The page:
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Washington Nationals to pay minor leaguers at reduced rate through June + MLBPA sends MLB counter proposal on 2020 campaign...

News on the Nationals’ minor leaguers and the MLBPA’s response to MLB’s plans for a potential 2020 season...

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MLB: OCT 13 NLDS Game 5 - Dodgers at Nationals Photo by Mark Goldman/Icon Sportswire via Getty Images

According to a report by Britt Ghiroli and Emily C. Waldon at The Athletic on Sunday, the Washington Nationals, who’d reportedly cut 24-to-30-plus players from their own minor affiliates last week, are going to continue paying the remaining minor leaguers through June, though at a reduced rate of $300 a week, down from the $400 they were getting.

All 30 MLB teams announced in March that they would pay their minor leaguers the $400 a week through first April 8th, when the minor league season was supposed to start, and they extended that (and medical coverage) through May 31st (or a potential opening day), in late March, after baseball was shut down due to the coronavirus pandemic.

Nats’ GM Mike Rizzo told reporters in March that the club had plans to take care of their own minor leaguers before the MLB-wide plan was announced.

“This is something that we were certainly prepared to do without MLB’s authority if it came to that,” Rizzo explained.

“We did want to wait to see what Major League Baseball would do for us to make our move, but these minor league players are not only of great importance to Major League Baseball and the Washington Nationals, these are the next star players for the Nationals. These are the next union members for the MLBPA.

“So these guys are of great importance to baseball and certainly to the Washington Nationals.”

The former minor league player, scout, and scouting director was happy to be able to announce the plan for compensation.

“I feel very, very fortunate that we’re able to take care of these minor league players. They are near and dear to my heart,” Rizzo said.

As one minor leaguer who was not cut last week told The Athletic reporters, while he was happy to still be receiving the stipend, and felt for those who were cut at a time when the options they have for income are seriously limited, he wished that the team understood it was tough to receive less money right now.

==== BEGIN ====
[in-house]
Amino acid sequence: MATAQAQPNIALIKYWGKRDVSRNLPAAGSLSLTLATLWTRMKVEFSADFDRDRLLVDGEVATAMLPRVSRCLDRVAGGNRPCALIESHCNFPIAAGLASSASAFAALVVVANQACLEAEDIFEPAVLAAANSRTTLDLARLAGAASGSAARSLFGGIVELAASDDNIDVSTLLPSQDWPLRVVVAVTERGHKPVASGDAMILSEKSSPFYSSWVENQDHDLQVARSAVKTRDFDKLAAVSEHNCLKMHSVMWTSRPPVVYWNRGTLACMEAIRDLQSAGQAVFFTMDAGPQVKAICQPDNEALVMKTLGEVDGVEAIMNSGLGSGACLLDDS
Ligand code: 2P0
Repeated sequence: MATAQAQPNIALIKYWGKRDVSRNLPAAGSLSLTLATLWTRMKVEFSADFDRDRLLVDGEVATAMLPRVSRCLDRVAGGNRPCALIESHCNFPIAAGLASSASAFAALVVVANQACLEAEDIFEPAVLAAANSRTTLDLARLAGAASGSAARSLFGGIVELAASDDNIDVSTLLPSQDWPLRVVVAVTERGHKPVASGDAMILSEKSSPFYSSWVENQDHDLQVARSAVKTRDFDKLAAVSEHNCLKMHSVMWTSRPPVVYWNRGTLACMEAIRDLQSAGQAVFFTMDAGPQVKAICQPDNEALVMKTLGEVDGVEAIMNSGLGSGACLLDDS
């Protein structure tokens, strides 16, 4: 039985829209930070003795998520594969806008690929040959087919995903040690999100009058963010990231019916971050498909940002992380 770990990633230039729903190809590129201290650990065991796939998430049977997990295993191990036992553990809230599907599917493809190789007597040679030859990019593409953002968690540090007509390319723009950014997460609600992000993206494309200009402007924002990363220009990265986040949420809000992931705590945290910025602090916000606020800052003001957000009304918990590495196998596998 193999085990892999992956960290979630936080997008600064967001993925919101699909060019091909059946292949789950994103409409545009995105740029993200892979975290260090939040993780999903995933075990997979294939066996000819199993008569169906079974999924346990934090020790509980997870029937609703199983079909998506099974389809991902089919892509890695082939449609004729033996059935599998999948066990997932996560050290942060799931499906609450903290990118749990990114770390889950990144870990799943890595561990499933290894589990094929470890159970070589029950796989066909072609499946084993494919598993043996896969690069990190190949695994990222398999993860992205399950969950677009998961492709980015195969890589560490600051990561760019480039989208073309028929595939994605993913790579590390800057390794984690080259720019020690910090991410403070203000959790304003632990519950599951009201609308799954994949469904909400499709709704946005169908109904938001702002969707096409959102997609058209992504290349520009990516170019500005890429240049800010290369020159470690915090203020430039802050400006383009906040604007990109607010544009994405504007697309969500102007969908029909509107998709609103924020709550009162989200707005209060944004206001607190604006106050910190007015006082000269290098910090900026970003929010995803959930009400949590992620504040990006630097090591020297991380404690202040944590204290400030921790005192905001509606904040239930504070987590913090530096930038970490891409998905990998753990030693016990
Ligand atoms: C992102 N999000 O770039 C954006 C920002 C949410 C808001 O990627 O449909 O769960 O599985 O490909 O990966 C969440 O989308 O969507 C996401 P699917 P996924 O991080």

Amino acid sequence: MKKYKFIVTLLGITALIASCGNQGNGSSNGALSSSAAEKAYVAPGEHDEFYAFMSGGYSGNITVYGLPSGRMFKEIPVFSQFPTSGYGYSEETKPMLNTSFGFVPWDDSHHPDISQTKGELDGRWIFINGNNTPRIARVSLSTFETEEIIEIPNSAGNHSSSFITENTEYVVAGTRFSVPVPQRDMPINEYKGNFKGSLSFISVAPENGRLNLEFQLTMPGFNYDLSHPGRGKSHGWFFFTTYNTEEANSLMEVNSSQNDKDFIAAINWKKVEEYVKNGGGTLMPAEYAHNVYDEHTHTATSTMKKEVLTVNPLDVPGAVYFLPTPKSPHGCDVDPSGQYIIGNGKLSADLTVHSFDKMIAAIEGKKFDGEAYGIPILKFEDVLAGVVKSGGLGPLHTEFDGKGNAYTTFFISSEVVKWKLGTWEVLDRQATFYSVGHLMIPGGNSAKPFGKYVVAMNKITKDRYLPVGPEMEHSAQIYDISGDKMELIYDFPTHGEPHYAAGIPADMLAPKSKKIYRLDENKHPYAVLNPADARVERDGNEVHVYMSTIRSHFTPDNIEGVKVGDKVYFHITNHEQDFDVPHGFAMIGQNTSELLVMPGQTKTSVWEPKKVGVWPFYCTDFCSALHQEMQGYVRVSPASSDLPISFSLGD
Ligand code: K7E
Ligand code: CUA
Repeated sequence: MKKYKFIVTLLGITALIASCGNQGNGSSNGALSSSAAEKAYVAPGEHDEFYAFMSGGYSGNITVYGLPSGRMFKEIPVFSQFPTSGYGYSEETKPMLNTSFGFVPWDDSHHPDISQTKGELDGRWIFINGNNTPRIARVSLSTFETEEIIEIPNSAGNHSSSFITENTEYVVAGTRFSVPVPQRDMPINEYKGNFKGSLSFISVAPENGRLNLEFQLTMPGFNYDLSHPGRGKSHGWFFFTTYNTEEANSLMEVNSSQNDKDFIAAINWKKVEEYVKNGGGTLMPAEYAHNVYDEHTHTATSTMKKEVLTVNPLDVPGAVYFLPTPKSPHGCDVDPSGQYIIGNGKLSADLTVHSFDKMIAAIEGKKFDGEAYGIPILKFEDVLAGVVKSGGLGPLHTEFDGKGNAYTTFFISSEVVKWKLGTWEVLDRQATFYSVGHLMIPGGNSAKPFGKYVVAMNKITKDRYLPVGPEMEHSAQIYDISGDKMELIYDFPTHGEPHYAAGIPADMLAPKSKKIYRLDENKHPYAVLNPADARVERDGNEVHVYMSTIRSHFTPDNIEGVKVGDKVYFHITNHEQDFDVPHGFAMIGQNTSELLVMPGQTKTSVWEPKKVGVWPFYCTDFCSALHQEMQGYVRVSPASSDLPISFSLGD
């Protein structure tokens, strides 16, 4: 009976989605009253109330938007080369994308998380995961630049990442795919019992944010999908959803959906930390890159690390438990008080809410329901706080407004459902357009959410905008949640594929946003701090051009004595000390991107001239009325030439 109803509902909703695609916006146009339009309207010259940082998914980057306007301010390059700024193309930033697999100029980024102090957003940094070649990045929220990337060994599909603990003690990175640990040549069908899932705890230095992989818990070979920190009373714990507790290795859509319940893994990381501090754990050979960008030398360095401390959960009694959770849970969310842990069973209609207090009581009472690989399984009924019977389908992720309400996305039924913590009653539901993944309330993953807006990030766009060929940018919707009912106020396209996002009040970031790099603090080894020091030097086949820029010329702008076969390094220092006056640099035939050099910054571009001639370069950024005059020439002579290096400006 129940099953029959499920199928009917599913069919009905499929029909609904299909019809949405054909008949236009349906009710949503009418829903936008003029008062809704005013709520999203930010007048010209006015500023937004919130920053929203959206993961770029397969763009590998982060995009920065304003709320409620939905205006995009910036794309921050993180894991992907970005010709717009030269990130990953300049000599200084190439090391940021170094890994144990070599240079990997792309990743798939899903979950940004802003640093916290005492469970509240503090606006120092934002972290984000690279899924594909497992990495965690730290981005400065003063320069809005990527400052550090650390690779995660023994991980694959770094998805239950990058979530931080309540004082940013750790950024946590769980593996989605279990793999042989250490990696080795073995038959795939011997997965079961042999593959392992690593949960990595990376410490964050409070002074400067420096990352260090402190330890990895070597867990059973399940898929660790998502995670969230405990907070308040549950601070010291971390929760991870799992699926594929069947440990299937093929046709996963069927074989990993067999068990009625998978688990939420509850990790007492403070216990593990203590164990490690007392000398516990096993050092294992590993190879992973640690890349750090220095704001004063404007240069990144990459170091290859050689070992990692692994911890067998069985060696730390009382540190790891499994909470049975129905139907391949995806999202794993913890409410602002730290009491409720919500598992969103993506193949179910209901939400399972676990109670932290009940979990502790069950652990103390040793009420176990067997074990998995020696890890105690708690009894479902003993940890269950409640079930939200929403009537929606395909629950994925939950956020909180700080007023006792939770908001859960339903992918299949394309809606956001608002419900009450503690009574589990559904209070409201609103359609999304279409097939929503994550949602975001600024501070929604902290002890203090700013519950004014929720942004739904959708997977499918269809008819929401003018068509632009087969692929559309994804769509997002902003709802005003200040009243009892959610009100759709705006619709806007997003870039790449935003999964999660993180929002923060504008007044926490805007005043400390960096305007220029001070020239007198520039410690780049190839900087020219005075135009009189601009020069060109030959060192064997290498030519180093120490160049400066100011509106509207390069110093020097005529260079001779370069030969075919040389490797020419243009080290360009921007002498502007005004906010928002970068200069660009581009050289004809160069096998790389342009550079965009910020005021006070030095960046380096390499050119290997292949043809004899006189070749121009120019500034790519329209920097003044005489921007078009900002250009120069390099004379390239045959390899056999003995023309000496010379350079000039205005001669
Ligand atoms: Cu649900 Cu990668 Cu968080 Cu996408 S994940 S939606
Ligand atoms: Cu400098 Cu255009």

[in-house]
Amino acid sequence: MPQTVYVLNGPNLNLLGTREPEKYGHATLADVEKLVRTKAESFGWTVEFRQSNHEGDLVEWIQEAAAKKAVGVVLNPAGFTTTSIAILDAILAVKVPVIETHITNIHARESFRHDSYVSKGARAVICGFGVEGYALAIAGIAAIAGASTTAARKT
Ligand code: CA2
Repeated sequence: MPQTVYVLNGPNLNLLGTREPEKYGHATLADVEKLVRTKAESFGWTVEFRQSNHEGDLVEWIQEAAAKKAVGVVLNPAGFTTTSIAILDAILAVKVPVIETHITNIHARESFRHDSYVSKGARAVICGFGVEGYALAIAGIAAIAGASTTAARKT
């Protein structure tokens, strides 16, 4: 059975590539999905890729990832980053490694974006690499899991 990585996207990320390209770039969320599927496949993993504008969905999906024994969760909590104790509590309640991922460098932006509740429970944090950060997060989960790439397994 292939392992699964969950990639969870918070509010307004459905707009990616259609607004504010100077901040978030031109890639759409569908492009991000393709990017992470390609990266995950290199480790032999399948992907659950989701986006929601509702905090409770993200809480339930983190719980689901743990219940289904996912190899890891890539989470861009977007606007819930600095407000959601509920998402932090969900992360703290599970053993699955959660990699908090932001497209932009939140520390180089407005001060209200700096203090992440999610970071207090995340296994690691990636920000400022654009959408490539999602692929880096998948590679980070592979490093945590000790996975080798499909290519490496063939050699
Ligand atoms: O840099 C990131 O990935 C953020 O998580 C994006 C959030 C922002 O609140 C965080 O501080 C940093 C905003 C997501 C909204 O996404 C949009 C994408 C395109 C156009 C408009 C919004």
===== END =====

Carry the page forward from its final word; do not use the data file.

“I wish the owners really weighed how much that $100 they cut us back is saving them versus how much it helps put food on the table for us and our families.”

Rizzo told reporters in March that he understood the difficult situation for minor leaguers even in good times.

“I was one of them for many, many years, and I remember the trials and tribulations of being a minor league player. In the best of times, there’s a struggle.”

“Going back to my days as a minor leaguer I played for $850 a month for living in Rohnert Park, California in 1984, so it’s a tough existence, and just a little bit more certainty on their part to kind of soothe them through this pandemic until it ends.”

“We’re certainly going to continue to work with MLB for an industry-wide plan for our minor league player compensation. It’s something that we’re going to be aggressive with here with the Nationals because it is so near and dear to my heart and the Lerners’, so we’re going to work with MLB diligently to get that done.”

The latest decision to continue to pay remaining minor leaguers through June at the $300 reduced rate comes after the club decided against furloughs and layoffs of employees but did decide on pay cuts of 10-25% for the team’s non-player staff last week.


According to a note he posted on Twitter last night, Sean Doolittle (and some of his major league teammates) will be, “coming together and committing funds to make whole the lost wages from [the] weekly stipends,” of minor league players in the Nationals’ organization:


Shortly after the news on the Nationals’ minor leaguers came out, multiple reports said that the MLBPA on Sunday countered MLB’s proposal for how to handle a potential 2020 season, releasing their own plan which you can read about in the tweets below...